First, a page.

After making its way slightly off nature’s beaten path and into Wisconsin, one little green-breasted mango has found its way to safety, with the help of the human hand.

Neighbors in the area of Sandale Drive in Beloit – who had been receiving regular visits from the hummingbird since July – lured it into a cage Monday and carefully towed it to the Wisconsin Humane Society Wildlife Rehabilitation Center in Milwaukee.

With winds growing increasingly frigid, there’s no way the exotic creature, a native of Mexico and Central America, could have survived a Wisconsin winter, resident and amateur birder Virgil Amundson said.

“Everybody said he wouldn’t leave, but we kept hoping he would,” he said.

About a month ago, Amundson, who resides at 4297 W. Sandale Drive, took down all his hummingbird feeders except one, installed a few heat lamps to keep his porch warm for the bird and waited.

“We just watched him to see when he’d start changing his actions, and he got to the point that last day on Monday, when the wind was blowing really hard and there were no leaves left on the trees, that he was just having a hard time,” he said. “They were talking about it getting so cold, so I didn’t want to wait any longer.”

Now under the care of Scott Diehl, manager of the Wisconsin Humane Society Wildlife Rehabilitation Center, he eventually will make his way to the Brookfield Zoo, outside of Chicago.

In the meantime, some expert ornithologists are criticizing Amundson’s decision to rescue the rare bird.

“Nature’s been doing its thing for longer than we’ve been on the planet and, in general, if an animal is in a naturally bad situation and it’s likely to die, that weeds it out of the gene pool – it’s natural selection, is what it is,” said Sheri Williamson, who has been studying and writing about hummingbirds for more than 20 years and currently serves as director of the Southeastern Arizona Bird Observatory.

Although she typically favors letting nature take its course, this situation was a bit different, Williamson added.

“In this case we’ve got a bird that has been dependent on human hand-outs that might have died completely anonymously in the wild of Wisconsin or Illinois, had it not stumbled upon these people’s feeders. So it’s already been a benefit of human kindness and I don’t think that kindness should stop just because the hummingbird water freezes over,” she said.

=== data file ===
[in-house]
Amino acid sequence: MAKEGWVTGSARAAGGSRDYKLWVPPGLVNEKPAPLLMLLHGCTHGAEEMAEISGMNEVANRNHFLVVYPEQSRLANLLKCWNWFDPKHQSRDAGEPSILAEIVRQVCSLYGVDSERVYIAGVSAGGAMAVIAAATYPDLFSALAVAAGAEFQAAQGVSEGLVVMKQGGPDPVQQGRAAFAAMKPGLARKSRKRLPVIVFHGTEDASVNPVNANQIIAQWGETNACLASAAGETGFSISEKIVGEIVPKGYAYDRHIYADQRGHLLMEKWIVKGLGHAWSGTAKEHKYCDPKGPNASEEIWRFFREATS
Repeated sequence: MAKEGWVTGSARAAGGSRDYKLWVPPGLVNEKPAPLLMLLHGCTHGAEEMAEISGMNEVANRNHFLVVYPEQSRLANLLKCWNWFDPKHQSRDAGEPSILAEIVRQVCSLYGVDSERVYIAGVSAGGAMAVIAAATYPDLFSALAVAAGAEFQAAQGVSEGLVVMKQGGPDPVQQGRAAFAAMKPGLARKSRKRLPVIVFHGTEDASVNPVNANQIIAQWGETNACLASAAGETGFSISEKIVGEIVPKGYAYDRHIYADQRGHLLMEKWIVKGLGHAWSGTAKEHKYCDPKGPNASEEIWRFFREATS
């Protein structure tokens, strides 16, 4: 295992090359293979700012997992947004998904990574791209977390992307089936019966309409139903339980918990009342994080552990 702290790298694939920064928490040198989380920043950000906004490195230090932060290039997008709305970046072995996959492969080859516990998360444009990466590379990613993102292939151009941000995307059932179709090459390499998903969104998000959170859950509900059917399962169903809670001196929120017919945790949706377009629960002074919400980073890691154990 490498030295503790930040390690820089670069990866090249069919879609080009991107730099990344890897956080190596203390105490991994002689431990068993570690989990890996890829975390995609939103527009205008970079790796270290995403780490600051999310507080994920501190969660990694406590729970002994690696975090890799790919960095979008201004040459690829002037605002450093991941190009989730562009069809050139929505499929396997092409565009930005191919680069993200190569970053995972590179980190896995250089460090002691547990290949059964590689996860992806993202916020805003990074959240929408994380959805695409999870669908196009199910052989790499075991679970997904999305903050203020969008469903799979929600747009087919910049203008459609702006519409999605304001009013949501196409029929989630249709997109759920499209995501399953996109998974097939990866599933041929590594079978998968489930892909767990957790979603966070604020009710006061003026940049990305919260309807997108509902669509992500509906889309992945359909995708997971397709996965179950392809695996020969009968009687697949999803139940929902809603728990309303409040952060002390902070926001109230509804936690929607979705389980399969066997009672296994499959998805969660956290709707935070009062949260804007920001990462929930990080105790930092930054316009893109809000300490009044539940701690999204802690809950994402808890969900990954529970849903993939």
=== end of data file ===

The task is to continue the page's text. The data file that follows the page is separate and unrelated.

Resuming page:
“This is a humane decision and not a conservation decision,” she added. “Whether this bird lives or dies is not going to make a bit of difference to its species, but it does make a difference to that bird and the people who care about it.”

After Mike Ramsden of Beloit’s Ned Hollister bird club identified the bird and placed an alert on the Internet in September, more than 700 people flocked to Beloit to catch a glimpse of it.

Now Amundson and his grandchildren, who he says have grown attached to the bird, look forward to the opportunity to visit it. Williamson doesn’t necessarily agree with that part of the picture, though.

“This is a bird we can help, not by sending it to a zoo, but by putting it in South Texas where it has a good chance of fulfilling its destiny as a green-breasted mango,” she said. “Being placed in captivity doesn’t seem to be much of a life for a bird that could be healthy living in the wild.”

Brookfield Zoo Vice President of Animal Care Kim Smith assures birders that the little guy will do just fine, though. Once he arrives, he will be quarantined for 30 days – the zoo’s standard procedure for any incoming animal – before joining about 25 other species of birds, including two species of hummingbirds, in the zoo’s aviary.

“We have a history of housing hummingbirds in captivity, and zoological institutions have a long history of maintaining hummingbird species in captivity for a long time, and breeding them in captivity,” Smith said.

With staff on hand to monitor its diet and environmental surroundings, Smith added that, “I understand other people’s concerns, but the animal won’t die – it will have a good home and a good life, so to us that’s obviously a viable alternative.”

The bird is expected to be transported to the Brookfield Zoo yet this week, where it likely will remain.